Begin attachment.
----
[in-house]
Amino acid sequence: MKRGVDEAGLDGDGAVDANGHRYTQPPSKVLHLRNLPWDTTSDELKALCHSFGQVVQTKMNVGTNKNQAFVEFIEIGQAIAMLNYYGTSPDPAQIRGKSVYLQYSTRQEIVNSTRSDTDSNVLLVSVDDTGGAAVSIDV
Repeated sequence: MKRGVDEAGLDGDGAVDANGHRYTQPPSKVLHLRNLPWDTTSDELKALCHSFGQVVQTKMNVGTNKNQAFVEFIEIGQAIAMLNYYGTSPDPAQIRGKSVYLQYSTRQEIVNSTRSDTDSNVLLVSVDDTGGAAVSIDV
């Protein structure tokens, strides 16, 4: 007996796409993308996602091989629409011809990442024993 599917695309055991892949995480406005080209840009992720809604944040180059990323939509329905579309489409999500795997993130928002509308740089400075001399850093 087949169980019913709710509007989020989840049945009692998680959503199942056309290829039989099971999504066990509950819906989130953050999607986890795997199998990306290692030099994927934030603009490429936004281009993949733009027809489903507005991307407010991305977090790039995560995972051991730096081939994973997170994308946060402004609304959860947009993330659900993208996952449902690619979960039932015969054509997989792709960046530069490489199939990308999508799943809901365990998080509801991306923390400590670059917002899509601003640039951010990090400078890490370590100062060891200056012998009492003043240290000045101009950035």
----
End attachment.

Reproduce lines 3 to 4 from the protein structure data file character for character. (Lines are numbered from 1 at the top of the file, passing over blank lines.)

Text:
Repeated sequence: MKRGVDEAGLDGDGAVDANGHRYTQPPSKVLHLRNLPWDTTSDELKALCHSFGQVVQTKMNVGTNKNQAFVEFIEIGQAIAMLNYYGTSPDPAQIRGKSVYLQYSTRQEIVNSTRSDTDSNVLLVSVDDTGGAAVSIDV
């Protein structure tokens, strides 16, 4: 007996796409993308996602091989629409011809990442024993 599917695309055991892949995480406005080209840009992720809604944040180059990323939509329905579309489409999500795997993130928002509308740089400075001399850093 087949169980019913709710509007989020989840049945009692998680959503199942056309290829039989099971999504066990509950819906989130953050999607986890795997199998990306290692030099994927934030603009490429936004281009993949733009027809489903507005991307407010991305977090790039995560995972051991730096081939994973997170994308946060402004609304959860947009993330659900993208996952449902690619979960039932015969054509997989792709960046530069490489199939990308999508799943809901365990998080509801991306923390400590670059917002899509601003640039951010990090400078890490370590100062060891200056012998009492003043240290000045101009950035």